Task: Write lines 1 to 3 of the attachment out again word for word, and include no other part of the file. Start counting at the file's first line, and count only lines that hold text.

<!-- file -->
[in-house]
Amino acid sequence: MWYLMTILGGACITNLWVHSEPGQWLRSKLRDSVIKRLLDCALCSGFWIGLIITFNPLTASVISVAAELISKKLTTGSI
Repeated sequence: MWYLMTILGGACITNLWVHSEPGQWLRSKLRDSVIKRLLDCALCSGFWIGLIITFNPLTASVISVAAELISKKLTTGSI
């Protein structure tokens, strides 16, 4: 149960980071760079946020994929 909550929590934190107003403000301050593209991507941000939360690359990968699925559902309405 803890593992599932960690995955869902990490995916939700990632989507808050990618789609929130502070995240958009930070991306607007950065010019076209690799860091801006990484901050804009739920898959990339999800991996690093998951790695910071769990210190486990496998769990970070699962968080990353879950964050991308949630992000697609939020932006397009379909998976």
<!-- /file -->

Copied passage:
[in-house]
Amino acid sequence: MWYLMTILGGACITNLWVHSEPGQWLRSKLRDSVIKRLLDCALCSGFWIGLIITFNPLTASVISVAAELISKKLTTGSI
Repeated sequence: MWYLMTILGGACITNLWVHSEPGQWLRSKLRDSVIKRLLDCALCSGFWIGLIITFNPLTASVISVAAELISKKLTTGSI